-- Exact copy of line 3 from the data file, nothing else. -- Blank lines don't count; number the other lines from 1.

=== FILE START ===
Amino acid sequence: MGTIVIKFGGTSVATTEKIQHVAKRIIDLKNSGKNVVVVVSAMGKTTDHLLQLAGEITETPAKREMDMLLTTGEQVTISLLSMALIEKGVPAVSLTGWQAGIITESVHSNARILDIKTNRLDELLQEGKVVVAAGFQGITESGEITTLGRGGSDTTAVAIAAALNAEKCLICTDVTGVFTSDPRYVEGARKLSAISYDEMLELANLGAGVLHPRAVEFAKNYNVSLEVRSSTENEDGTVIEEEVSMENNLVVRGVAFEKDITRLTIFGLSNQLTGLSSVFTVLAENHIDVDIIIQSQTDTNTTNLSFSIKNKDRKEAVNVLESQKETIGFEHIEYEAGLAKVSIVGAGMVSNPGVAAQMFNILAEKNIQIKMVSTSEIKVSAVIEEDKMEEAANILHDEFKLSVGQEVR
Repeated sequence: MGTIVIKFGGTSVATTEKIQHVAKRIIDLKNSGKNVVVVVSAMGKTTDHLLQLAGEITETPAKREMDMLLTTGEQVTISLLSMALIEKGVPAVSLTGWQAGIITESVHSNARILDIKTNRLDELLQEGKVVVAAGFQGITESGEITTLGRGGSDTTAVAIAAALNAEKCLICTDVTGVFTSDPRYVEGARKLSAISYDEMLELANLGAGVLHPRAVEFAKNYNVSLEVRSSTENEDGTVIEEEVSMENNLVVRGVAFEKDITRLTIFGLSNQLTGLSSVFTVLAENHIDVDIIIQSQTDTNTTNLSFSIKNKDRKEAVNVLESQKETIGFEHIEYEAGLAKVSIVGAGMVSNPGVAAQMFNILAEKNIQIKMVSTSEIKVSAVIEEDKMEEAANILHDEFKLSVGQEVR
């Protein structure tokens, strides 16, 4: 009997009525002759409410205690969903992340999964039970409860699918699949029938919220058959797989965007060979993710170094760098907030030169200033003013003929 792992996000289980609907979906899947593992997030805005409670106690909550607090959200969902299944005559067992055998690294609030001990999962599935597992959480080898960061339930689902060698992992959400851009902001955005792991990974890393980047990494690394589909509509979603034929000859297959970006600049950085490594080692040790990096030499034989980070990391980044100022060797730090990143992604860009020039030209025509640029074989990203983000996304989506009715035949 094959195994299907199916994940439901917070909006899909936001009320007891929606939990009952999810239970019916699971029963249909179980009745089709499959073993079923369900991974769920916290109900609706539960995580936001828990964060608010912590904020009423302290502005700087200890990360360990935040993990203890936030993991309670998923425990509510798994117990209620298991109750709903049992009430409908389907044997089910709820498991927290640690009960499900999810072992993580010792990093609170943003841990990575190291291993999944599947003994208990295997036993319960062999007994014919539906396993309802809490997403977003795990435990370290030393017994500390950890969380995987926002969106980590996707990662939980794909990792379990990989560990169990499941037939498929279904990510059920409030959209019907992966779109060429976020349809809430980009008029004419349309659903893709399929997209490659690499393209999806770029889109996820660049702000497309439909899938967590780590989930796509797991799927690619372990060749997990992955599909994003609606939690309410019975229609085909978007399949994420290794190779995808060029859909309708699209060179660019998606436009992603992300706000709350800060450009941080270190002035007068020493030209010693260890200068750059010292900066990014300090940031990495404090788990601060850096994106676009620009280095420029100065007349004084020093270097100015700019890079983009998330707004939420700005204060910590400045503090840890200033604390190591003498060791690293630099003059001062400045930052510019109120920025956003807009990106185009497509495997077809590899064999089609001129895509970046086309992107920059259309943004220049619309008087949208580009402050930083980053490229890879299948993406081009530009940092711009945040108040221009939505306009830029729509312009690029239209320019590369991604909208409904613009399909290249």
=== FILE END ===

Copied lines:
């Protein structure tokens, strides 16, 4: 009997009525002759409410205690969903992340999964039970409860699918699949029938919220058959797989965007060979993710170094760098907030030169200033003013003929 792992996000289980609907979906899947593992997030805005409670106690909550607090959200969902299944005559067992055998690294609030001990999962599935597992959480080898960061339930689902060698992992959400851009902001955005792991990974890393980047990494690394589909509509979603034929000859297959970006600049950085490594080692040790990096030499034989980070990391980044100022060797730090990143992604860009020039030209025509640029074989990203983000996304989506009715035949 094959195994299907199916994940439901917070909006899909936001009320007891929606939990009952999810239970019916699971029963249909179980009745089709499959073993079923369900991974769920916290109900609706539960995580936001828990964060608010912590904020009423302290502005700087200890990360360990935040993990203890936030993991309670998923425990509510798994117990209620298991109750709903049992009430409908389907044997089910709820498991927290640690009960499900999810072992993580010792990093609170943003841990990575190291291993999944599947003994208990295997036993319960062999007994014919539906396993309802809490997403977003795990435990370290030393017994500390950890969380995987926002969106980590996707990662939980794909990792379990990989560990169990499941037939498929279904990510059920409030959209019907992966779109060429976020349809809430980009008029004419349309659903893709399929997209490659690499393209999806770029889109996820660049702000497309439909899938967590780590989930796509797991799927690619372990060749997990992955599909994003609606939690309410019975229609085909978007399949994420290794190779995808060029859909309708699209060179660019998606436009992603992300706000709350800060450009941080270190002035007068020493030209010693260890200068750059010292900066990014300090940031990495404090788990601060850096994106676009620009280095420029100065007349004084020093270097100015700019890079983009998330707004939420700005204060910590400045503090840890200033604390190591003498060791690293630099003059001062400045930052510019109120920025956003807009990106185009497509495997077809590899064999089609001129895509970046086309992107920059259309943004220049619309008087949208580009402050930083980053490229890879299948993406081009530009940092711009945040108040221009939505306009830029729509312009690029239209320019590369991604909208409904613009399909290249």